In an article entitled Anthroposophy and Waldorf Education: Do the Festivals Have a Future? for a website offering a “digital media resource”, Eugene Schwartz, a prominent anthroposophist, discusses how Steiner schools attempt to make themselves attractive to all, given that

“it is impossible to work with the Waldorf method without understanding its anthroposophical basis”.

He laments what he sees as the “dilution” of the basic principles of Steiner education, chief among these being the festivals.

Roger Rawlings has explained how these festivals,  Michaelmas and advent etc are celebrated because they are anthoposophical, not because they are “seasonal” as the schools would have us believe. Steiner schools advertise themselves as “non-denominational” – this can mean different things to different people, but signifies an adherence to no particular creed.

Along with other Steiner schools, the Stroud Steiner free school group claim they are “remaining neutral and inclusive on all matters of religion and spirituality”.

Parents are deceived into thinking their children will be somehow at one with nature in these schools, and that this manifests in the festivals; but in fact they are being introduced to acceptance of the spiritual world as “indicated” by Rudolf Steiner.(See “neutered nature” on Waldorfwatch.)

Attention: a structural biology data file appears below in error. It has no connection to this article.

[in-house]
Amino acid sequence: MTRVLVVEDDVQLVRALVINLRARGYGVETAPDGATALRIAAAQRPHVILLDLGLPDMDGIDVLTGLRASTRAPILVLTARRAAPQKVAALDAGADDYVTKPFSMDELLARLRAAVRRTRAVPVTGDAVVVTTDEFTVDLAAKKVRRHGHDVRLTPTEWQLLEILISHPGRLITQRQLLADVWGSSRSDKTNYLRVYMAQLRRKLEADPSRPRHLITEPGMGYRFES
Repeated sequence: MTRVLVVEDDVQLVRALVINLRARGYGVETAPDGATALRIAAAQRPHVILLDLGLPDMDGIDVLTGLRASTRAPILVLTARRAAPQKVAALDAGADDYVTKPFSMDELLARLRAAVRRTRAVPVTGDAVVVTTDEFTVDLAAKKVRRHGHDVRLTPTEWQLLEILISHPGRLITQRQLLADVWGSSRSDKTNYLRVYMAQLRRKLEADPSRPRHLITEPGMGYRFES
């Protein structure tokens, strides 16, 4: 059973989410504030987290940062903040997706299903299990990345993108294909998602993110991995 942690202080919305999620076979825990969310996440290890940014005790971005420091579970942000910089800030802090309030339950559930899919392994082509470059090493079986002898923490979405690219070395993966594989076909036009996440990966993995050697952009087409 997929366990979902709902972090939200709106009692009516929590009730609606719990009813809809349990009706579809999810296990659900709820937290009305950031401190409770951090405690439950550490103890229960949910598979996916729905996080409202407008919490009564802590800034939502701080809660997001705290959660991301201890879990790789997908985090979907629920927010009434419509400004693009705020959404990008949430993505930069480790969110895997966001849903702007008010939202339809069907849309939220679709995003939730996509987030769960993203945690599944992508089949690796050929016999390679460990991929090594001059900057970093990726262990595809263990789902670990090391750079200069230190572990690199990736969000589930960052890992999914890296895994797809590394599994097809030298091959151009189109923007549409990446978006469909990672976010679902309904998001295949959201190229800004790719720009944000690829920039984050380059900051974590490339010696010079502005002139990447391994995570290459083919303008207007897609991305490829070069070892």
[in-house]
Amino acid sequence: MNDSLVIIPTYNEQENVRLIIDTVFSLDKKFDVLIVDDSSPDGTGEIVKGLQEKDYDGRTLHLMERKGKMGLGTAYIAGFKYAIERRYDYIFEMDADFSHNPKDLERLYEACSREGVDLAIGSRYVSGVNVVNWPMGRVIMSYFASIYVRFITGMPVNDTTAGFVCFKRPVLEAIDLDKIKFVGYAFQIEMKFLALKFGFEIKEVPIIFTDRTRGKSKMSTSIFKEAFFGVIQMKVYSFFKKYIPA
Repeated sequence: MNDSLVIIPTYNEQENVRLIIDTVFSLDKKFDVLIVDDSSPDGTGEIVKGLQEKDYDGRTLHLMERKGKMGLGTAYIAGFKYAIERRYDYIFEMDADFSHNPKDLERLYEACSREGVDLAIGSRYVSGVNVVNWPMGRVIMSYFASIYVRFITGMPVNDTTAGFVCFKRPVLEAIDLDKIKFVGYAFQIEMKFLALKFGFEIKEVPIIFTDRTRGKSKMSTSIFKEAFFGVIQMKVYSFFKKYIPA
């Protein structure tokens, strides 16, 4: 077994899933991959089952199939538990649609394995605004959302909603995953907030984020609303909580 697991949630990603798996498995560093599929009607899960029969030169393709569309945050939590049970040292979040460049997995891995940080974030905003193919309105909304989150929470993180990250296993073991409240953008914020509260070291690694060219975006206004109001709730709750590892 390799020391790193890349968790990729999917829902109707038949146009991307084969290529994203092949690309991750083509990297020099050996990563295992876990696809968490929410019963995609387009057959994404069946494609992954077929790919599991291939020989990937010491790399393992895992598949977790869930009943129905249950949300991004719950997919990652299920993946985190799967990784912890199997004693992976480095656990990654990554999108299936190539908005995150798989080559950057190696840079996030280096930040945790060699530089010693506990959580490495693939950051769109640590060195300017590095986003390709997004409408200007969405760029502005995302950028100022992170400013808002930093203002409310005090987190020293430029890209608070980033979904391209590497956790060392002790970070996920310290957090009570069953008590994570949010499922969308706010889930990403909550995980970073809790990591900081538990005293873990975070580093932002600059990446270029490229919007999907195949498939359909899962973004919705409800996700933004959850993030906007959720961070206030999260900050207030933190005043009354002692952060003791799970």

This is demonstrated in the way the festivals are celebrated in the same months of the year throughout the world, whether it is summer or winter, spring or autumn.

Schwartz calls them the “Christian festivals”, and criticises one school for referring to them as “pre-Christian” in an effort to seem inclusive to non-Christian families.

Of course, anyone who really thinks of themselves as a Christian would be astounded to discover the real beliefs of anthroposophists; according to this creed there are two Jesuses, and there are many other completely incompatible notions to explain; karma does not feature in Christianity.

So how do Steiner schools make themselves appear acceptable to parents who will not like some of the features of anthoposophy? With difficulty, it seems, for some of the more fervent anthroposophists such as Eugene Schwartz.

One way is to simply exclude families who do not wish to participate;